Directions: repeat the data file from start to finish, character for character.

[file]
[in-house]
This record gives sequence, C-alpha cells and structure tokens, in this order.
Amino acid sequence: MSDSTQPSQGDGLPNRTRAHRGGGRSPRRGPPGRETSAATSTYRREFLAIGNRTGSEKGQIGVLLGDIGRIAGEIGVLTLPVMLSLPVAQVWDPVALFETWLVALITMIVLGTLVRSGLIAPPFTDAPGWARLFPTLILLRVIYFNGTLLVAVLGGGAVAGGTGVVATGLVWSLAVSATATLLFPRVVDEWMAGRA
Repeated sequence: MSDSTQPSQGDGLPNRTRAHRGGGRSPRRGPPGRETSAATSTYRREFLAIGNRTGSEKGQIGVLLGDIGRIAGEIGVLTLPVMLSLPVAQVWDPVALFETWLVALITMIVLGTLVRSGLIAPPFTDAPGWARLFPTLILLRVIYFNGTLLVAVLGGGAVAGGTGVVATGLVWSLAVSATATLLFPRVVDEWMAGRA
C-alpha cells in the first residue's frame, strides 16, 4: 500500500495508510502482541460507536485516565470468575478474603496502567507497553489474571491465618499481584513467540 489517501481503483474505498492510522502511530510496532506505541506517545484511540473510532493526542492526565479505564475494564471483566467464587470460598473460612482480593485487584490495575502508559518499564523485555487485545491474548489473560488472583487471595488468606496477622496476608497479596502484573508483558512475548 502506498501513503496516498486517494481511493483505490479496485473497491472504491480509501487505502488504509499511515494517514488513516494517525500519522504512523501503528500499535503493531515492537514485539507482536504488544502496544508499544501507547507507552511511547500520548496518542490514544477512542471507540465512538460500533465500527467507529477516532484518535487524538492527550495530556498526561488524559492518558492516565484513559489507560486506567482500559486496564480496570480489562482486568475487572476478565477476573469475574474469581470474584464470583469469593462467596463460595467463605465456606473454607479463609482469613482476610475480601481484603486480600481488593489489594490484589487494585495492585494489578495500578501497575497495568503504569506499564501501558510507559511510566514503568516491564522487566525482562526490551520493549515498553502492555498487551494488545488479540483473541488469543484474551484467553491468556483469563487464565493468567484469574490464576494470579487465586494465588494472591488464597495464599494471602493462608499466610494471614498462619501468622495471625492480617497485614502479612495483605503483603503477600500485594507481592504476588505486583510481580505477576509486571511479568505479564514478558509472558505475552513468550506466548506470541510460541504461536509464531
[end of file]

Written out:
[in-house]
This record gives sequence, C-alpha cells and structure tokens, in this order.
Amino acid sequence: MSDSTQPSQGDGLPNRTRAHRGGGRSPRRGPPGRETSAATSTYRREFLAIGNRTGSEKGQIGVLLGDIGRIAGEIGVLTLPVMLSLPVAQVWDPVALFETWLVALITMIVLGTLVRSGLIAPPFTDAPGWARLFPTLILLRVIYFNGTLLVAVLGGGAVAGGTGVVATGLVWSLAVSATATLLFPRVVDEWMAGRA
Repeated sequence: MSDSTQPSQGDGLPNRTRAHRGGGRSPRRGPPGRETSAATSTYRREFLAIGNRTGSEKGQIGVLLGDIGRIAGEIGVLTLPVMLSLPVAQVWDPVALFETWLVALITMIVLGTLVRSGLIAPPFTDAPGWARLFPTLILLRVIYFNGTLLVAVLGGGAVAGGTGVVATGLVWSLAVSATATLLFPRVVDEWMAGRA
C-alpha cells in the first residue's frame, strides 16, 4: 500500500495508510502482541460507536485516565470468575478474603496502567507497553489474571491465618499481584513467540 489517501481503483474505498492510522502511530510496532506505541506517545484511540473510532493526542492526565479505564475494564471483566467464587470460598473460612482480593485487584490495575502508559518499564523485555487485545491474548489473560488472583487471595488468606496477622496476608497479596502484573508483558512475548 502506498501513503496516498486517494481511493483505490479496485473497491472504491480509501487505502488504509499511515494517514488513516494517525500519522504512523501503528500499535503493531515492537514485539507482536504488544502496544508499544501507547507507552511511547500520548496518542490514544477512542471507540465512538460500533465500527467507529477516532484518535487524538492527550495530556498526561488524559492518558492516565484513559489507560486506567482500559486496564480496570480489562482486568475487572476478565477476573469475574474469581470474584464470583469469593462467596463460595467463605465456606473454607479463609482469613482476610475480601481484603486480600481488593489489594490484589487494585495492585494489578495500578501497575497495568503504569506499564501501558510507559511510566514503568516491564522487566525482562526490551520493549515498553502492555498487551494488545488479540483473541488469543484474551484467553491468556483469563487464565493468567484469574490464576494470579487465586494465588494472591488464597495464599494471602493462608499466610494471614498462619501468622495471625492480617497485614502479612495483605503483603503477600500485594507481592504476588505486583510481580505477576509486571511479568505479564514478558509472558505475552513468550506466548506470541510460541504461536509464531